Have you noticed lately that the world is becoming notably less tolerant of our biblical beliefs? Moral relativism and immoral perspectives are not creeping, but charging, into our communities, public education system and even into our churches. Soon our children and grandchildren are going to be on the front lines. It is our jobs to prepare them. It’s our job to be raising godly leaders.
Coming from a corporate background prior to marriage, kids and homeschooling, I’ve always had an interest in leadership. But there’s a difference between training leaders in the marketplace and raising leaders at home.
As Christian parents we not only want to raise leaders; we want to raise godly leaders.
I know it’s a lot to ask harried moms struggling to get in the academic basics, but it’s crucial that we look at the big picture and intentionally raise our children to be godly leaders.
So, how do we go about raising godly leaders? Here are 6 tips:
1. Teach the Word daily and model integrity.
- Men and women who are leaders have integrity. Integrity is moral uprightness; displaying strong principles based on truth. Without daily teaching of the Truth, your children will not know how to recognize it from the falsehoods constantly bombarding them from our culture.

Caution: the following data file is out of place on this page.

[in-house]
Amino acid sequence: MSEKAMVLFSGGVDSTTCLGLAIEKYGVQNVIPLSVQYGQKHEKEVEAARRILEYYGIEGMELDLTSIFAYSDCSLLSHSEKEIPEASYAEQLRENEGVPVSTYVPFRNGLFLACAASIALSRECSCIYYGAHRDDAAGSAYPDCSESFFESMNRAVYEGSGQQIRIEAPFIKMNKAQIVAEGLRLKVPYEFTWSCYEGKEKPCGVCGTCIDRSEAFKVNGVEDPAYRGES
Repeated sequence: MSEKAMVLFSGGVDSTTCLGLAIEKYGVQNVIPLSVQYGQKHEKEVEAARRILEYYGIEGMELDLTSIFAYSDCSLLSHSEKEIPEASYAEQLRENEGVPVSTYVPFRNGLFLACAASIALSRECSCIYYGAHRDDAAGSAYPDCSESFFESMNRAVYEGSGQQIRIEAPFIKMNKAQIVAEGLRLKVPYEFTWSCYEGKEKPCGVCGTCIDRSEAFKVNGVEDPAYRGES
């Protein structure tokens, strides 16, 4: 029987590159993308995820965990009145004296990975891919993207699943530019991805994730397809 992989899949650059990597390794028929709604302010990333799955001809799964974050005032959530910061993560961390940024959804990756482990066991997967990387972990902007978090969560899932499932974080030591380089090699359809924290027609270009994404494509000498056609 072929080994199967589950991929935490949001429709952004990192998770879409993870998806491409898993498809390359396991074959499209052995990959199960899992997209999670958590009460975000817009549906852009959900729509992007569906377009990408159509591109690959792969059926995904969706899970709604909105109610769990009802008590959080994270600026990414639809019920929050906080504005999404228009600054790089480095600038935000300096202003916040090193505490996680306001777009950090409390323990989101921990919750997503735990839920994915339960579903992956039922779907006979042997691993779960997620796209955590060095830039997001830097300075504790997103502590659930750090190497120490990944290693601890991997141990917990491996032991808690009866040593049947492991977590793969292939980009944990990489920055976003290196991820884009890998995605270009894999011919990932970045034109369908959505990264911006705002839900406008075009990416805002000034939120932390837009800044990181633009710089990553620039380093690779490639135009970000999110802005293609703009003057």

- When an integrity issue comes up, put the books away and deal with it immediately. There are some non-negotiables when it comes to behavior, and integrity is one of them.
- As Christian parents, hold yourselves to the same standard and remember that you have little ears and eyes listening and watching. And when you are at fault for something – apologize immediately. Just as they are accountable to us, we are accountable to God.
2. Keep your eyes on the big picture: share your vision for your children with them from an early age.
Teach your sons and daughters that they are made in God’s image, and that He has given them unique strengths and special talents. Teach them that God gives us those to accomplish great things for His kingdom. Share with them how excited you are about them and how you can’t wait to see those special gifts and talents develop as they grow up!